"The color repair centers around spot dying, where a bleach spot or a color loss needs to be brought back into shape," Hill said. "If you have a multicolor pattern, then you have to treat each color separately, and in many cases, some of the colors are layers of multiple colors, so it's tedious and laborious, but it can be done."

But D'Imperio said it's not as much physical labor as it is training and analysis.

"It's not splash and dash; it's not a cookie cutter; it requires critical thinking," she said. "We can change color families, and we can go lighter. It's really an optical illusion if you understand how light is refracted. The rest of the industry is thinking in opaques, and our system is transparent. They have the propensity to work in transparents, but they don't have the research and training."

Reclamation
Some of the country's mills are paying more attention to social responsibility as it pertains to discarded carpet cluttering landfills. About 2 million tons of carpet end up in landfills in the United States annually, and about 70 percent of carpet that is replaced is discarded for reasons other than wear, according to the Carpet and Rug Institute.

 
The demand for more ecologically sound products prompted Milliken Carpets to launch its Earth Square program, which renews its modular carpet tiles.

"Companies have come to us and said, 'What can we do with this carpet instead of putting it in landfills?'" said Tracey Francis, marketing manager for Milliken.

Companies give Milliken the raw materials, which are put through a refurbishment process, are cleaned and then refinished on the face, Francis said.

"It goes through a tremendous amount of washing and cleaning, brushing and shearing so the face has a newer appearance," she said.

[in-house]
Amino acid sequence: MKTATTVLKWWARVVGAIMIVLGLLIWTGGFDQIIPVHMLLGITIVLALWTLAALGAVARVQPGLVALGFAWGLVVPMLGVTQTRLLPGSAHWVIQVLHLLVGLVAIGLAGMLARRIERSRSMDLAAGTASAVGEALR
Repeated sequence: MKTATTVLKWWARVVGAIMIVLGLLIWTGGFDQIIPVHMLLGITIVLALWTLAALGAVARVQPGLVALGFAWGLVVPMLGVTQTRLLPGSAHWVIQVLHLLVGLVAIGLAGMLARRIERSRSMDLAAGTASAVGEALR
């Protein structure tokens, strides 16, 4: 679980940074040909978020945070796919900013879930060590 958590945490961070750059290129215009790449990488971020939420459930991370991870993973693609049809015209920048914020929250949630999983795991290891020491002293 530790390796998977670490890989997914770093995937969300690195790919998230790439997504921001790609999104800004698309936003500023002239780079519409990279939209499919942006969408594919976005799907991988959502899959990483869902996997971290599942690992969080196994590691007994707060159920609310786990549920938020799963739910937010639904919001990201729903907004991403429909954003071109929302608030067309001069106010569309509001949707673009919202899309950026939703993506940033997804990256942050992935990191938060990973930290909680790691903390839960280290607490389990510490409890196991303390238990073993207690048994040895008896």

Because the tiles must be sent back to the mill for the process, which takes more than a week, many properties used the renewed product in different areas than it originally was used, such as taking ballroom carpet and reinstalling it in a corridor or meeting space.

  "It gets rid of the matting and the pilling, and a new pattern is put on it," Francis said. "You can put on a similar pattern if you want, but we try to make it a different product. A lot of our customers take it out of one area and put it in other areas, and a lot of our corporate clients donate it to schools, libraries and universities so they have the tax write-off and also keep it out of a landfill."

The refurbished carpet costs less than half the price of new tiles, and a property can save the amount of waste-removal costs that can burden a hotel during a propertywide refurbishment.

But many of the carpet mills are developing more sustainable programs. Mohawk Industries, which owns Durkan Carpets, is one of the largest plastic-bottle recyclers in the United States, said Steve Hillis, v.p. of sales and marketing for Durkan.

The new focus is on what companies are doing about energy reduction, air and water quality, Hillis said.

"So we've learned that there are issues other than keeping carpet out of a landfill," he said.

Mohawk converts plastic bottles into carpet fibers, but the process doesn't cost the end user more in the long run, Hillis said.

"For us, you don't pay a premium for recycled content, and that's a company commitment," he said. "As more is used, the price is coming down, but we don't pass the cost down to the consumer regardless."

Author Information
By: DAVID FRABOTTA
H&MM Associate Editor